Feds say keep hands off when releasing billfish
Hooking and fighting a billfish is one of the most exciting experiences an offshore angler can have. For some, it is a once-in-a-lifetime experience. Many anglers would agree that protection of billfish is important, and try to comply with catch-andrelease laws and procedures.
In conflict with that is the angler's need for bragging rights, or proof. If the fish is released, the only proof is a photo. For some, to get a photo of angler and fish together, the fish must be taken out of the water.
Therein lies the problem.
According to federal law, the fish may be taken out of the water only if it is kept. If it is released, it must be left in the water at all times.
According to Randy Blankinship, this law applies to all species of billfish, shark, swordfish, and all species of tuna except blackfin.
Blankinship is a fishing management specialist in the Highly Migratory Species (HMS) Division of the National Oceanographic and Atmospheric Administration (NOAA).
All of those species fall in the highly migratory category, and so require an HMS permit to keep them.
Blankinship said the law requires that the fish be "released with a maximum chance of survival," which entails removal of fishing gear and hooks, and revival of the fish. Revival is generally accomplished by holding the fish alongside the boat, with the boat in gear, and gently allowing water to flow through its mouth and gills. As the fish is revived it regains color, strength and activity.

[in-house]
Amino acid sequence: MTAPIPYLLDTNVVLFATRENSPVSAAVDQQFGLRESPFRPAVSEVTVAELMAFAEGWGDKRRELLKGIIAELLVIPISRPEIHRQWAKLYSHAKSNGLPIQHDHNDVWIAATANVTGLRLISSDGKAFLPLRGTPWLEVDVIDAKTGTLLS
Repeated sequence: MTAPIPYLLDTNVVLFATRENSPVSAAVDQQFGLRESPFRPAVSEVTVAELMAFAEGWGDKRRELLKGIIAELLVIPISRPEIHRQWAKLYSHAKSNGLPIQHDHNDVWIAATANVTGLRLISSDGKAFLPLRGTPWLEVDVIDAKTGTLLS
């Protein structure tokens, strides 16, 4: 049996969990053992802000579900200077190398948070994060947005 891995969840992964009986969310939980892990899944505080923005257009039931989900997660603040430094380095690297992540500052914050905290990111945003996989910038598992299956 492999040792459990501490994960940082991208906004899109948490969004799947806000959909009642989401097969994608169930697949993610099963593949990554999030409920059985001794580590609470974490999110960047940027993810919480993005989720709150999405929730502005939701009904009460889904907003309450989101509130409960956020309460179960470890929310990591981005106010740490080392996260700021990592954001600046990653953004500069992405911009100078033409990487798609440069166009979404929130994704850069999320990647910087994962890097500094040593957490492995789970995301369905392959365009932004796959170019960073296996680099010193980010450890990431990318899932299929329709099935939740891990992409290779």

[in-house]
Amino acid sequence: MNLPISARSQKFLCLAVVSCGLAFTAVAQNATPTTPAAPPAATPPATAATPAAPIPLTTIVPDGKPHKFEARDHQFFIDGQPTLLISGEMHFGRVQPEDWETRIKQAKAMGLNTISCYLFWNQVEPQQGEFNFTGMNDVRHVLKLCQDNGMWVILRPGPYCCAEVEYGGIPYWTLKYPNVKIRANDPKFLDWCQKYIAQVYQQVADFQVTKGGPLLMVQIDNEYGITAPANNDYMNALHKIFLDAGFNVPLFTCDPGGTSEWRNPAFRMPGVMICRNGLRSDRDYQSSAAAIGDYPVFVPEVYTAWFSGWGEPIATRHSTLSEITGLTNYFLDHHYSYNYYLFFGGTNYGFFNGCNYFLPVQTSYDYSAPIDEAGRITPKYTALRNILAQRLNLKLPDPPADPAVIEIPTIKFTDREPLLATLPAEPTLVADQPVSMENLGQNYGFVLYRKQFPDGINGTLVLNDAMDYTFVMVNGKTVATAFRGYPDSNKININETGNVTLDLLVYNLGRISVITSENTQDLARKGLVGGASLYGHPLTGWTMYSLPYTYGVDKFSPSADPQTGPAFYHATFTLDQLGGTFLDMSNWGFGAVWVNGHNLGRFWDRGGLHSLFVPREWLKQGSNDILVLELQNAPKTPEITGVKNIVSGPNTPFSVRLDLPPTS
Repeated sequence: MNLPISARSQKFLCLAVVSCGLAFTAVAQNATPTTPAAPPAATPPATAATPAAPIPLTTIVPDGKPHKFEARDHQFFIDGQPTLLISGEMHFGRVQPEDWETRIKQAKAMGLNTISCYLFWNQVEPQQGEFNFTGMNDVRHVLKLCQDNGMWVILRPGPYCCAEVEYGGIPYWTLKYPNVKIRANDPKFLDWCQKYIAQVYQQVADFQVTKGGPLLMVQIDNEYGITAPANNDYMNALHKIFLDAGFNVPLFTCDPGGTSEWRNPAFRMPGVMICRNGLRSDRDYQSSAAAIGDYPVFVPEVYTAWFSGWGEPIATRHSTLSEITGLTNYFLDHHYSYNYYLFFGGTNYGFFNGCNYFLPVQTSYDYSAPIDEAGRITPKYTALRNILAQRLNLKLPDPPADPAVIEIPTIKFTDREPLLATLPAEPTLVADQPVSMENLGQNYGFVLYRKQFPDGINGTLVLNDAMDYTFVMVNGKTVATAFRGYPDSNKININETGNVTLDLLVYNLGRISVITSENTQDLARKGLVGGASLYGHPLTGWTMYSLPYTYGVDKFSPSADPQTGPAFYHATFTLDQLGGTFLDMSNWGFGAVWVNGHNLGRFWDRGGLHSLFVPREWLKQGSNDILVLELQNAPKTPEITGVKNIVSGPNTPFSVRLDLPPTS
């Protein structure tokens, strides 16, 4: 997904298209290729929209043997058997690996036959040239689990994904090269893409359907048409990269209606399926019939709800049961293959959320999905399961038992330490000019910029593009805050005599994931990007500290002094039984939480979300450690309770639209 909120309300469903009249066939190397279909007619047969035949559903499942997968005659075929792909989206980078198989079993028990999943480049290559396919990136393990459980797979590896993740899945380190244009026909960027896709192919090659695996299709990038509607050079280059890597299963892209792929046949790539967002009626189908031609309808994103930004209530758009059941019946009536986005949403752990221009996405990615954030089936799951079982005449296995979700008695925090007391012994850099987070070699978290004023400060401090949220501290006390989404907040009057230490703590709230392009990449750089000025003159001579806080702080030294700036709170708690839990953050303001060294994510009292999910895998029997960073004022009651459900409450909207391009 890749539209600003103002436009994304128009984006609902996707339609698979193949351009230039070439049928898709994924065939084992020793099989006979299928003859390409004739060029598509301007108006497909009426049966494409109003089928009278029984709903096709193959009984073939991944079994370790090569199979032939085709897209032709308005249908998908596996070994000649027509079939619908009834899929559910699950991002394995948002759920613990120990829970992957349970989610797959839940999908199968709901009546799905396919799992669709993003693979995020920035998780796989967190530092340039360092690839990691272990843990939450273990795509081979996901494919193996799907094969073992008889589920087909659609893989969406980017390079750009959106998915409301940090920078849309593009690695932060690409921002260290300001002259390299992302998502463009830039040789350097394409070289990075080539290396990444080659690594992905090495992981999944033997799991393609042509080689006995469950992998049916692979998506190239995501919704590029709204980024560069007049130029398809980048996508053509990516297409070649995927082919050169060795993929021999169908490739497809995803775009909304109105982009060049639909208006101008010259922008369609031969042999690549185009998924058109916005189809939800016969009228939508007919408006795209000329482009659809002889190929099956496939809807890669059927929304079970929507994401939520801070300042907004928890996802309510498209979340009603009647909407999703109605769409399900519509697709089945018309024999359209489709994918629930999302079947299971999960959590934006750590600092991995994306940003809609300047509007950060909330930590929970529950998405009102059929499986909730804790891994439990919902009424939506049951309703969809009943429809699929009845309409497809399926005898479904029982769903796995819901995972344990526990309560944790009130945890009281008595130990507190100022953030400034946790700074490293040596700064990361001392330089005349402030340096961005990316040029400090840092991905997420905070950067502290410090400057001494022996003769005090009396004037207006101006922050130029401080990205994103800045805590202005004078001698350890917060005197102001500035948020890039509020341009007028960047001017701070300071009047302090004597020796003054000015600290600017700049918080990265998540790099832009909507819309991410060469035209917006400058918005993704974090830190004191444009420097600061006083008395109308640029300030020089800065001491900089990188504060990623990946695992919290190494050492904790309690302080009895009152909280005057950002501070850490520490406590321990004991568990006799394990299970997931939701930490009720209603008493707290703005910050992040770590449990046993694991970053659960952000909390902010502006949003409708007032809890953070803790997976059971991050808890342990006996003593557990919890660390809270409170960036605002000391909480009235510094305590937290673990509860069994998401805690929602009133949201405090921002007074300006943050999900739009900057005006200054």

By the end of a fight, according to Blankinship, if anglers are able to lift a fish of 100 pounds or more, that fish is dangerously exhausted. If the fish is not completely subdued, then there is a danger of it being dropped on the deck or transom, causing internal damage, which can be a cause of death after release. Just pulling it on to the boat could cause enough injury to prevent its survival, Blankinship added.
Another reason to leave a fish in the water involves its slime. Fish have a slime coating that serves as an immune system, protecting them from bacterial infections. The more a fish is handled, the more slime is removed, and the more likely a later infection will occur. The heavier the fish, the more handling is required to bring it on to the boat.
NOAA also recommends the use of circle hooks. The law mandates their use in Atlantic billfish tournaments when natural and unnatural baits are used in combination.
According to the Billfish Foundation, at www.billfish.org, "Studies have shown that the use of circle hooks with natural baits in place of the more traditional J-hooks can dramatically increase a fish's chance of survival."
John Price, a long-time Port Aransas angler and board member of the Corpus Christi Big Game Fishing Club, homeported in Port Aransas, said that it is also important not to fight the fish too long. Using heavy enough tackle will help get the fish in sooner. An extended fight "will exhaust the fish and cause a buildup of lactic acid that will cause the fish to die a day or two later," Price said.
Bottom line: Taking a fish out of the water may well cause its death. Leaving it in the water is not just conservation, it's the law. If anglers mean to kill and keep billfish, size requirements must be met. Federal HMS permits are required for all HMS species, as well as appropriate state licenses.
For more information and links to HMS fishing regulations and size
requirements, go to www.nmfs.noaa. gov/sfa/hms. prepped